Thus, for example, in order to attract the attention of modern society, the WCC widely employs the language of the mass media. On the one hand, this language is fully understandable for modern people, but on the other it has nothing that conveys the specifically Christian world-view and values of the Gospel. As a result, we seem to equalize the Church and social institutions, we seem to become a part of the social and political mainstream. Theologically speaking, we seem to forget that this position contradicts the nature of the Church.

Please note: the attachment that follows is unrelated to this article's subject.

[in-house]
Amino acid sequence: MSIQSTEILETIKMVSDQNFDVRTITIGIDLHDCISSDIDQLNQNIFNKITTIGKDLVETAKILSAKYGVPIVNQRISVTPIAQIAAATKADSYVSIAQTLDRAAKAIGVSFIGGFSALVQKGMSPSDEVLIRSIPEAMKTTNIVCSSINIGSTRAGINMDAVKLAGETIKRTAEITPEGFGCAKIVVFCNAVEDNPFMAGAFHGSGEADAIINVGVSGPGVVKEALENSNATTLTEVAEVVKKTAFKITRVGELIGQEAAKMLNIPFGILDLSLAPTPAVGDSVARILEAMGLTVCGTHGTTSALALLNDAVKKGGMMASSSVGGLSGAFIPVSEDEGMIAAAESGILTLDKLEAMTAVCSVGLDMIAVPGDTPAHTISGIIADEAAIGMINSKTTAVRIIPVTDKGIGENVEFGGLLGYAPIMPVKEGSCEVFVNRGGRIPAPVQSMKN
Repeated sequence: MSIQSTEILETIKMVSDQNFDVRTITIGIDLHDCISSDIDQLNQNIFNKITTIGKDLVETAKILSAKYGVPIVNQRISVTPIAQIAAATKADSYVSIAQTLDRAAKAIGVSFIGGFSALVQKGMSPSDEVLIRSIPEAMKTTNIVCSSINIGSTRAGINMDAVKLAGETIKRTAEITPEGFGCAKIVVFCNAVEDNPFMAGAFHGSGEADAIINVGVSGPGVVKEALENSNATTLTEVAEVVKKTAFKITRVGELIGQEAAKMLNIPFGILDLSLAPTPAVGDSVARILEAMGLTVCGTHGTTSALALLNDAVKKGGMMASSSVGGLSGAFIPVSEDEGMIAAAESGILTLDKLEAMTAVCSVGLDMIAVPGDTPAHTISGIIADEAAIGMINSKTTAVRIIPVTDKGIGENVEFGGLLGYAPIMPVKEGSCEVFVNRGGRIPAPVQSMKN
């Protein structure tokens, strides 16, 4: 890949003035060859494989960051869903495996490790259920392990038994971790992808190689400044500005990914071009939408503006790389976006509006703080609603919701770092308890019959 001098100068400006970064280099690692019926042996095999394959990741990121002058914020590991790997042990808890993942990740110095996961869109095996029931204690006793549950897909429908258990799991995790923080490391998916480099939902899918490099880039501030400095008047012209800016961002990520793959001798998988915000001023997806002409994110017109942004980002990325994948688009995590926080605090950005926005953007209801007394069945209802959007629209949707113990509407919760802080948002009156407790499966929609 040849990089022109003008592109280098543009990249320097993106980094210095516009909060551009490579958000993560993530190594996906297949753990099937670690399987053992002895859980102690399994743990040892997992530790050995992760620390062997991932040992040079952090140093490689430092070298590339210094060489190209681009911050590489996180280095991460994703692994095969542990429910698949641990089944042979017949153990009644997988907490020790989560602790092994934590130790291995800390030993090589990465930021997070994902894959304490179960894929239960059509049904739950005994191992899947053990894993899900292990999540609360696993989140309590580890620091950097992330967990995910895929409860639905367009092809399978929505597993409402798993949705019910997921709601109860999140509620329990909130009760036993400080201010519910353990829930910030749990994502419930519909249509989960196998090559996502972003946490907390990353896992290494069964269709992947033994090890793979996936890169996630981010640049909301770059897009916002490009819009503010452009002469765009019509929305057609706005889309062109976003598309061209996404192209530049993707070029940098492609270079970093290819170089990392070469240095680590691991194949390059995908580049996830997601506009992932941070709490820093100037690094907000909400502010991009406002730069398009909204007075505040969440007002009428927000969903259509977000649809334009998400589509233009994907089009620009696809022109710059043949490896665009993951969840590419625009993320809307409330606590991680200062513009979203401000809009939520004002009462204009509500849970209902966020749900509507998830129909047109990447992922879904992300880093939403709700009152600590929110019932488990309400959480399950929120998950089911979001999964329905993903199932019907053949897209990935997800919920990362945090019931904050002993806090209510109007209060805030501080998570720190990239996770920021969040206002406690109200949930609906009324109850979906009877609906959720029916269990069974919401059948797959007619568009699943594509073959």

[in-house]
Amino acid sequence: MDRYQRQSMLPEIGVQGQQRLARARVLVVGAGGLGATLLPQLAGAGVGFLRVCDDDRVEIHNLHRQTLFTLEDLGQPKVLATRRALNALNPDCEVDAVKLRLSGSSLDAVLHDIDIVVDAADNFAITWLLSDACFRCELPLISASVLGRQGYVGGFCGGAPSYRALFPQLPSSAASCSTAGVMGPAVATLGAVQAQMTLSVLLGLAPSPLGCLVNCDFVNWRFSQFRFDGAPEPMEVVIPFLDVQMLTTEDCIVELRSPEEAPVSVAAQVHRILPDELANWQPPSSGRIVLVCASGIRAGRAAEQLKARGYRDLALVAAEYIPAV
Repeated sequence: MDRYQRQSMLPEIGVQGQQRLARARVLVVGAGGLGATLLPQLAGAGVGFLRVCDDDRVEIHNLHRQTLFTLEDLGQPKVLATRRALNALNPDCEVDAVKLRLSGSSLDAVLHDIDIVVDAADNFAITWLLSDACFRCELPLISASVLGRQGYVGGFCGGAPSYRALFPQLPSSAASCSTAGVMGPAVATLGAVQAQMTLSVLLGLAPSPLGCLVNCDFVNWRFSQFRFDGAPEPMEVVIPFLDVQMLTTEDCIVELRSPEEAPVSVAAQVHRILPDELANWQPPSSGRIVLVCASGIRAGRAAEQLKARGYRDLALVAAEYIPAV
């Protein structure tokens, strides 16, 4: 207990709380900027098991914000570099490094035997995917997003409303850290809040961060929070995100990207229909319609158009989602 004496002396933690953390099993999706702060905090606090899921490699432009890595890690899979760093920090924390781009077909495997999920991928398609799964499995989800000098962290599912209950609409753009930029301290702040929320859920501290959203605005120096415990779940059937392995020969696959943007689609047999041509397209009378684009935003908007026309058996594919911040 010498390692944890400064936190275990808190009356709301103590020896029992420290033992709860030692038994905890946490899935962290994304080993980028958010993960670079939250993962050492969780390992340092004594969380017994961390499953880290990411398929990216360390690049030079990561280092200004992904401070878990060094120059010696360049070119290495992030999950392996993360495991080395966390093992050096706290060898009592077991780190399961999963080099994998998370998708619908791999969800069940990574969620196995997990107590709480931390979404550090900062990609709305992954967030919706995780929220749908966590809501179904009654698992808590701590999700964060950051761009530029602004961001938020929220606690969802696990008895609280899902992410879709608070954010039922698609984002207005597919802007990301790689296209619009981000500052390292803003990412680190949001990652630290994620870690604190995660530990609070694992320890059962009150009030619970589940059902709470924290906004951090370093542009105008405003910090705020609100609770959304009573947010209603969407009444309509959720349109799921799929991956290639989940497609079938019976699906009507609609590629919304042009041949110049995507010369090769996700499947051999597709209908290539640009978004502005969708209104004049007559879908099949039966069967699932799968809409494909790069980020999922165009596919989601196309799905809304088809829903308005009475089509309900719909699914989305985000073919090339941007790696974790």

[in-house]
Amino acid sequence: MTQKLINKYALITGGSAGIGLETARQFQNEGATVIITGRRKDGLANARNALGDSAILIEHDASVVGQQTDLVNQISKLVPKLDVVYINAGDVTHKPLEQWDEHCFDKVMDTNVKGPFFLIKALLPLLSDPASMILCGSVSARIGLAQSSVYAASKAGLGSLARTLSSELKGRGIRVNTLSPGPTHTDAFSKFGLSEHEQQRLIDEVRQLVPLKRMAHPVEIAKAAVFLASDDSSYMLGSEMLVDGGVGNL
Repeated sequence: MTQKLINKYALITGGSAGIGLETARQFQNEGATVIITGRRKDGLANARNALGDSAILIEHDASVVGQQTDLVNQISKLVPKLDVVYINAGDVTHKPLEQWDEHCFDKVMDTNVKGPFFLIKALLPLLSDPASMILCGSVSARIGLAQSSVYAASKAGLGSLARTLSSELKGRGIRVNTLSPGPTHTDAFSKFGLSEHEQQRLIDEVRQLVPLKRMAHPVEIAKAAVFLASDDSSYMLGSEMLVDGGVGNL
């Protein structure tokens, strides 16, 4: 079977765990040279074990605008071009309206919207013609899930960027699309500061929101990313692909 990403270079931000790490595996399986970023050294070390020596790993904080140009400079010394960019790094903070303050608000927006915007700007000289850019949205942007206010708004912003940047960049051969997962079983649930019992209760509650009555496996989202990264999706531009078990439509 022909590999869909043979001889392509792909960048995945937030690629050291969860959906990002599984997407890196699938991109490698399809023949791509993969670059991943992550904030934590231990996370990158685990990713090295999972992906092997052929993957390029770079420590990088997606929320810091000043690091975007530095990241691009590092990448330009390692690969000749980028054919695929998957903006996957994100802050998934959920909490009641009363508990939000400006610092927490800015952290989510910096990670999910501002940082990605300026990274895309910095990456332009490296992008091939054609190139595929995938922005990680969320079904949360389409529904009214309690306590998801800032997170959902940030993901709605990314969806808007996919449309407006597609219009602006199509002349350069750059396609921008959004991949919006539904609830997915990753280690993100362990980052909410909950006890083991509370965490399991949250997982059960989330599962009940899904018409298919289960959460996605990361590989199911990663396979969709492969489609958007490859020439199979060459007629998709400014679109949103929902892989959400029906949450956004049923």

Of course, Christianity must use a language understandable and clear for members of the modern society. But this language has to be unique and radical, and it has to differ from other secular movements and organizations. In other words, the ecumenical movement should not follow social and political language models, but to hold, as St. Paul says, The traditions which ye have been taught, whether by word, or our epistle (2 Thes. 2:15).

Everyone knows that the liberalization of Christian ethical norms is of extreme danger for the traditional faith. But some modern Protestant movements make an attempt to introduce this liberal approach as a certain 'new human era' in the history of Christian exhortation.